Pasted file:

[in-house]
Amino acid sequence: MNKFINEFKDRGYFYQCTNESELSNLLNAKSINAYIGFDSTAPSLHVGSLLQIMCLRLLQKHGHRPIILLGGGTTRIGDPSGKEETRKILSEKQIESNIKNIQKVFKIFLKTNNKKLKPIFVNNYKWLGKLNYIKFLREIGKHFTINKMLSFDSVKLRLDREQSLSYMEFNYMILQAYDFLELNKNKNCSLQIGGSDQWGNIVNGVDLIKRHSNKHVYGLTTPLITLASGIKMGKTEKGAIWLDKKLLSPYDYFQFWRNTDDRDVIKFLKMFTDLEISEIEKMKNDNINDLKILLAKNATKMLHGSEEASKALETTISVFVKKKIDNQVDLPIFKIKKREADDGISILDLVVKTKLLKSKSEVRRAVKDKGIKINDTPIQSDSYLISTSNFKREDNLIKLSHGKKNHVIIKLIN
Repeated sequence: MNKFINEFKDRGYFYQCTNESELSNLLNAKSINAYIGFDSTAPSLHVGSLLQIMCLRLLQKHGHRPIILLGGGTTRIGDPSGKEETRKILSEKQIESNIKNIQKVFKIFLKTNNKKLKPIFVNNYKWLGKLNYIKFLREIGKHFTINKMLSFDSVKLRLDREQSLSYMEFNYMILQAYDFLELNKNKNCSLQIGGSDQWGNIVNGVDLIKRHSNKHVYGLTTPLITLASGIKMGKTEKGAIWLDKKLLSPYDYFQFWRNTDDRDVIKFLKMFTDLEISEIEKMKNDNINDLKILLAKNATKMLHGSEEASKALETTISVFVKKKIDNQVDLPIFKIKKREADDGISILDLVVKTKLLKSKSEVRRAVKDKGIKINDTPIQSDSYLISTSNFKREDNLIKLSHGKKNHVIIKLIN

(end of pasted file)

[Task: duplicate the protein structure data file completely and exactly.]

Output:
[in-house]
Amino acid sequence: MNKFINEFKDRGYFYQCTNESELSNLLNAKSINAYIGFDSTAPSLHVGSLLQIMCLRLLQKHGHRPIILLGGGTTRIGDPSGKEETRKILSEKQIESNIKNIQKVFKIFLKTNNKKLKPIFVNNYKWLGKLNYIKFLREIGKHFTINKMLSFDSVKLRLDREQSLSYMEFNYMILQAYDFLELNKNKNCSLQIGGSDQWGNIVNGVDLIKRHSNKHVYGLTTPLITLASGIKMGKTEKGAIWLDKKLLSPYDYFQFWRNTDDRDVIKFLKMFTDLEISEIEKMKNDNINDLKILLAKNATKMLHGSEEASKALETTISVFVKKKIDNQVDLPIFKIKKREADDGISILDLVVKTKLLKSKSEVRRAVKDKGIKINDTPIQSDSYLISTSNFKREDNLIKLSHGKKNHVIIKLIN
Repeated sequence: MNKFINEFKDRGYFYQCTNESELSNLLNAKSINAYIGFDSTAPSLHVGSLLQIMCLRLLQKHGHRPIILLGGGTTRIGDPSGKEETRKILSEKQIESNIKNIQKVFKIFLKTNNKKLKPIFVNNYKWLGKLNYIKFLREIGKHFTINKMLSFDSVKLRLDREQSLSYMEFNYMILQAYDFLELNKNKNCSLQIGGSDQWGNIVNGVDLIKRHSNKHVYGLTTPLITLASGIKMGKTEKGAIWLDKKLLSPYDYFQFWRNTDDRDVIKFLKMFTDLEISEIEKMKNDNINDLKILLAKNATKMLHGSEEASKALETTISVFVKKKIDNQVDLPIFKIKKREADDGISILDLVVKTKLLKSKSEVRRAVKDKGIKINDTPIQSDSYLISTSNFKREDNLIKLSHGKKNHVIIKLIN